Wednesday, 25 July 2018

Cosgrove calling

Welford to Cosgrove
July 2018

The Grand Union's Leicester summit section is remote, to say the least. It passes  through no locks or towns and instead is winds through field after field. The landscape is unremittingly rural where even the smallest hillock is named and represents a notable landmark.

Lock Keepers Cottage Watford Locks

Whilst there are no towns, it is peppered with marinas, one so new its vast acres of water contained just two boats. Yelvertoft, North Kilworth and Crick to name a few of the larger ones.

Monday was spent passing these marinas and finally through Crick Tunnel to find a shady spot half way between the tunnel and the locks.

The addition of Dan to the crew meant the start of a new Six Handed Rummy tournament which saw him continue his winning ways and I was the tail end Charlie, proving, once again that its just a game of chance......

Innovative use for a boat window in Weedon

We had a short 30 minute wait on Tuesday at the top of the Watford Locks before we descended in a group of three boats. Our journey to Cosgrove had been timed at four days travel, but with six days on our hands we elected to take things slowly. As it happened, Tuesday was the one day we completed nearly a full days cruising, descending the Buckby Locks in the friendly company of Euston 73, who had already passed us on one or two occasions. I sometimes wonder about boat names so had to ask why name a boat after a station? It turned out that it was a combination of Sue and Tony, which was rather good. Oh, and the 73? its the number of the bus which stops at Euston!

We pressed on south through Weedon, eventually finding a quiet mooring near Nether Hayford, where the noise from the trains or the M1 were muted.

Wednesday saw us reach Gayton Junction and a much needed opportunity to use the services. It was here we had, as Frank Spencer would put it "a spot of bother". I went to use the Elsan and somewhat carelessly put the cassette cap on the rim of the waste shoot. I moved the pipe to rinse the cassette and.... knocked the cap down the hole! Arrrhhhh!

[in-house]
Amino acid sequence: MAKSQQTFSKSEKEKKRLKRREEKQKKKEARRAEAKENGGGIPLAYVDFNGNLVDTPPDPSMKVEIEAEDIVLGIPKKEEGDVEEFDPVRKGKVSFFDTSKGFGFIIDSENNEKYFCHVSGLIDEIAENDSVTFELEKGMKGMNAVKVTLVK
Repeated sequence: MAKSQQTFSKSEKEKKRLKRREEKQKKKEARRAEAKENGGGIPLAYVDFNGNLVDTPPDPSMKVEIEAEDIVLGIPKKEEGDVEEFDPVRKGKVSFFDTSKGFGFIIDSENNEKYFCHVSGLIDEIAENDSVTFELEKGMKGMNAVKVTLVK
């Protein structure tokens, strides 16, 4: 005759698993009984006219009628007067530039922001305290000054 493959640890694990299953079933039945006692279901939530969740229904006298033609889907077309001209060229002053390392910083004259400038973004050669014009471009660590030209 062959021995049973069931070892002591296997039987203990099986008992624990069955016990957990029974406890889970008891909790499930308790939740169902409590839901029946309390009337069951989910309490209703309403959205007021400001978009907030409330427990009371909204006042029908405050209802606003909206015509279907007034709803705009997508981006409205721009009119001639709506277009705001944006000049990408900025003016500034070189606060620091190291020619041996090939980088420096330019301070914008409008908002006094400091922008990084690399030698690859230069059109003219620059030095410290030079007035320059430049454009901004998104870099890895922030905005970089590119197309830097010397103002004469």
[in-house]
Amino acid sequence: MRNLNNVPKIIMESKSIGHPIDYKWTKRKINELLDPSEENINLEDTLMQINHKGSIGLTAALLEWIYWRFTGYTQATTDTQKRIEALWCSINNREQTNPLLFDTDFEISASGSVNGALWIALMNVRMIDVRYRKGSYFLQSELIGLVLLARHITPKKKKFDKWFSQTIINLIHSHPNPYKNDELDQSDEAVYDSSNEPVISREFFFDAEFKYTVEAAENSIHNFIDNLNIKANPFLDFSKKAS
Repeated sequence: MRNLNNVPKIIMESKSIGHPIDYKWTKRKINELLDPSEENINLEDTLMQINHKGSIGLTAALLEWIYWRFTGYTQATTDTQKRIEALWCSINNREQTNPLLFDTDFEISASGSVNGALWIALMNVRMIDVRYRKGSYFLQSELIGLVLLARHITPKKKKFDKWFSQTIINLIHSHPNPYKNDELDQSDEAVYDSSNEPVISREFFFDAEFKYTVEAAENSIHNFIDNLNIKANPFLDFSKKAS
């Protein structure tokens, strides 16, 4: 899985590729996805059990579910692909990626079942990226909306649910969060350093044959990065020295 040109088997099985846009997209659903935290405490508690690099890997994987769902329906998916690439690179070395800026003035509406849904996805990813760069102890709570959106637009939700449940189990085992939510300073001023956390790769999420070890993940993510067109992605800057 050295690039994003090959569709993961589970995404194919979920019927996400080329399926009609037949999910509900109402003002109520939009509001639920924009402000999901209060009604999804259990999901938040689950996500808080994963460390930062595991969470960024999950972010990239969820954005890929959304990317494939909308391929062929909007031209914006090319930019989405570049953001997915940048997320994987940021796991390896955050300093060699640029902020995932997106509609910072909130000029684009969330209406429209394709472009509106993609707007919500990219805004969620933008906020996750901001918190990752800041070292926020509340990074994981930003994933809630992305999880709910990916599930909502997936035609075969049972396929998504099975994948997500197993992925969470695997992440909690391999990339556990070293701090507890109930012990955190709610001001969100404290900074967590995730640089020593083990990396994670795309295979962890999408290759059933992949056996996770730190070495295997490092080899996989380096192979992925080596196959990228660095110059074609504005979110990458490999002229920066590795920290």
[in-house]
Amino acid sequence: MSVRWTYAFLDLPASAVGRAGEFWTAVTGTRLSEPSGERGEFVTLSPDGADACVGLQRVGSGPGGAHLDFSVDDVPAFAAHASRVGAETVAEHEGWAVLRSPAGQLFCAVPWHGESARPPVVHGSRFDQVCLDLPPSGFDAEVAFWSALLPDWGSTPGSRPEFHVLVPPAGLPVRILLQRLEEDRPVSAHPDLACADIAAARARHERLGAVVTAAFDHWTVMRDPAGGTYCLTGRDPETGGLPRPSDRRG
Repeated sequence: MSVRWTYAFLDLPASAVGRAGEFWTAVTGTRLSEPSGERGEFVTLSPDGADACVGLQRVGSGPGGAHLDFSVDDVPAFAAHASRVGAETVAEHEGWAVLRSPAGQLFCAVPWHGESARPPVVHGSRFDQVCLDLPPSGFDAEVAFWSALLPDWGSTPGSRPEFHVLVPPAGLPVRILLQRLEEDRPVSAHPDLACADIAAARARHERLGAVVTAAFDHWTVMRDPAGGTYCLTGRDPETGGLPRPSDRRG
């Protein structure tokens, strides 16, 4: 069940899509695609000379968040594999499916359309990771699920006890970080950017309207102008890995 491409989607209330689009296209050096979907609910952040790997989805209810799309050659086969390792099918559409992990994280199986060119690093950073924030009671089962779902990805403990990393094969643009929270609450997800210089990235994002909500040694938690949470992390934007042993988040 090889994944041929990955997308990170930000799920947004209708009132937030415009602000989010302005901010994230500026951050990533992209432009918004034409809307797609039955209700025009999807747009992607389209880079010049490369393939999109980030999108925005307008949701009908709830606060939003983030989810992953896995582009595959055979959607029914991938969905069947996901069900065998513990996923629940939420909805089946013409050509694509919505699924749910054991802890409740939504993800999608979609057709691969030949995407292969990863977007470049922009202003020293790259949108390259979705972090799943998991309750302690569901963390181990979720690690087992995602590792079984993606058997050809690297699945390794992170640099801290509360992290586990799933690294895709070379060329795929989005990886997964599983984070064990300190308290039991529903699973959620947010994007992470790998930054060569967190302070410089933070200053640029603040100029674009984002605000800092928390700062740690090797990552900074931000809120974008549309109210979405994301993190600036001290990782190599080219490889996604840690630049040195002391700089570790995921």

Stables at Stoke Bruene

What was worse the bottom is simply an inclined gutter so I couldn't see / rescue it "down the hole". I went round the back and lifted the inspection cover and saw that the outfall pipe was smaller than the cap, which means it was stuck upstream and would therefore cause a blockage the next time solids were poured in. In something of a panic I considered the options and found a 4" inspection pipe which, with its lid removed, revealed a kinked down pipe and there at the bottom was my cap - 4ft away. Close but oh so far.

I was starting to rehearse my call to CRT (I cant just walk away from these things) when inspiration struck. Every boating problem can, in theory, be solved by cable ties or duck tape. The tape was recovered from the butty and a ball attached to the end of the mop handle with a sticky side out. Dan shone a torch down the hole and I carefully pushed the handle in. Much to our amazement it stuck on the second attempt and then, very carefully, we lifted it out. Top tip to self, always put the cap on the floor!

With tanks purged and filled we were off through Blisworth where we will return in a month's time. Considering how dry it has been Blisworth Tunnel was soaking wet. Nothing seems to reduce the water available under the hill.

Floating fuel stop

On the way through my eye was caught by a fleeting glimpse of a light in a shaft, just beyond the rebuilt section. Later enquiries revealed that this is an offset air shaft with two connecting adits to the main canal tunnel.  There are several possible reasons why this shaft is off set, but my guess is that it is a shaft which accessed the first attempt at a tunnel. 

We did little more than pass through the tunnel, stopping on the visitor moorings near Sculptor and the museum. 

Kathryn Doddington paid us a brief visit in the morning before we set off down the Stoke Bruene Locks, five were for us and two were against. As it was nearly three weeks since we last refuelled we were pleased to see the Jules Fuels boats moored at the bottom lock. Cash was exchanged and the tank topped off with enough diesel to last us a month or more. In fact, after two weeks of running we still had 2/3 of a tank left. Its the happy combination of a large tank and an economical engine.

Then is was the final few miles into Cosgrove, dropping through the one lock in the village to reach the sump pound as it crosses the upper reaches of the River Ouse. We arrived on Thursday afternoon by which time most of the traders were in place. Helen walked ahead and found our spot, immediately before Ray and Lesley on Morgana. This was a lovely surprise, but I have lost count of the number of times we have been trading neighbours. The arrangement is so regular that their four cats immediately identify their favourite resting places on the roof.

The only fly in the ointment was one visiting boat who was determined to sit on the mooring till the absolute expiry of the CRT mooring restriction notice. I think this was a matter of principle, but by shuffling boats we all squeezed in.

Dan rounded off his winning streak and was whisked off in an Uber to Milton Keynes station leaving us to prepare for the festival.

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